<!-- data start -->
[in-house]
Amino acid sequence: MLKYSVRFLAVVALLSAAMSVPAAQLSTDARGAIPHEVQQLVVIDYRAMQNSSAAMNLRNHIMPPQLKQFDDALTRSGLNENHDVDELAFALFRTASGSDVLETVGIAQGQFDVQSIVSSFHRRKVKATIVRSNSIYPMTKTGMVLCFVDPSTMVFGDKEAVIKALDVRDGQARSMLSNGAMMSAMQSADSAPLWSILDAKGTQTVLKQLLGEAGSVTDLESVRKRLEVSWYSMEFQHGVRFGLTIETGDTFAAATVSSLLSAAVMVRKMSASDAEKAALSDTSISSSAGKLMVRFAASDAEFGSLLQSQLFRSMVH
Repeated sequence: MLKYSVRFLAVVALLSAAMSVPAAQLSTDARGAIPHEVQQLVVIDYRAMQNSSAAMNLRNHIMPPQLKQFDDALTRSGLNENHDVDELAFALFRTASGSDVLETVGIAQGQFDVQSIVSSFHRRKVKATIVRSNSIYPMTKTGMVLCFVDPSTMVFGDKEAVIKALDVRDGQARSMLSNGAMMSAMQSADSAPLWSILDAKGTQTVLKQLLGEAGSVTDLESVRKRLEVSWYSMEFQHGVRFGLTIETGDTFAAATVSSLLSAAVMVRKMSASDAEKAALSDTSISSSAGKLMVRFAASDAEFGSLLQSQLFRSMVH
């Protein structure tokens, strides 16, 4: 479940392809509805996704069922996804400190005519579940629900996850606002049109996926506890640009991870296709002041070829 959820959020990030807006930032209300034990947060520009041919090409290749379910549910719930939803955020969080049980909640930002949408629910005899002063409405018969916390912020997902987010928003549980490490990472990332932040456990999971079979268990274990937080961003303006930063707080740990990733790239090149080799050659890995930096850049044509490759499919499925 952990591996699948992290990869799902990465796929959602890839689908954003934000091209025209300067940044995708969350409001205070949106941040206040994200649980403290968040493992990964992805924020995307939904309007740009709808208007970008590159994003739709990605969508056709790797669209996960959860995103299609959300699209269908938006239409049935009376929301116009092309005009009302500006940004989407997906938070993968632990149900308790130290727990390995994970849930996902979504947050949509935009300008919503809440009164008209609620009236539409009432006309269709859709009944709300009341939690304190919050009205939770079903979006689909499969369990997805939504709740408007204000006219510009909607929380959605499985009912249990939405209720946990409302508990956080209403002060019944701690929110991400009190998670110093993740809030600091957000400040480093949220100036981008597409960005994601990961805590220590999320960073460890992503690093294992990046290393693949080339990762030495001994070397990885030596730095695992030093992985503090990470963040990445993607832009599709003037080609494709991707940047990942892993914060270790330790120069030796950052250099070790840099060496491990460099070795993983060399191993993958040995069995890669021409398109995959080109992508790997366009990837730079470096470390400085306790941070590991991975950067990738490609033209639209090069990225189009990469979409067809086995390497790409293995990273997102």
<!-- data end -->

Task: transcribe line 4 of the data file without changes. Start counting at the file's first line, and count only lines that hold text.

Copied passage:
């Protein structure tokens, strides 16, 4: 479940392809509805996704069922996804400190005519579940629900996850606002049109996926506890640009991870296709002041070829 959820959020990030807006930032209300034990947060520009041919090409290749379910549910719930939803955020969080049980909640930002949408629910005899002063409405018969916390912020997902987010928003549980490490990472990332932040456990999971079979268990274990937080961003303006930063707080740990990733790239090149080799050659890995930096850049044509490759499919499925 952990591996699948992290990869799902990465796929959602890839689908954003934000091209025209300067940044995708969350409001205070949106941040206040994200649980403290968040493992990964992805924020995307939904309007740009709808208007970008590159994003739709990605969508056709790797669209996960959860995103299609959300699209269908938006239409049935009376929301116009092309005009009302500006940004989407997906938070993968632990149900308790130290727990390995994970849930996902979504947050949509935009300008919503809440009164008209609620009236539409009432006309269709859709009944709300009341939690304190919050009205939770079903979006689909499969369990997805939504709740408007204000006219510009909607929380959605499985009912249990939405209720946990409302508990956080209403002060019944701690929110991400009190998670110093993740809030600091957000400040480093949220100036981008597409960005994601990961805590220590999320960073460890992503690093294992990046290393693949080339990762030495001994070397990885030596730095695992030093992985503090990470963040990445993607832009599709003037080609494709991707940047990942892993914060270790330790120069030796950052250099070790840099060496491990460099070795993983060399191993993958040995069995890669021409398109995959080109992508790997366009990837730079470096470390400085306790941070590991991975950067990738490609033209639209090069990225189009990469979409067809086995390497790409293995990273997102």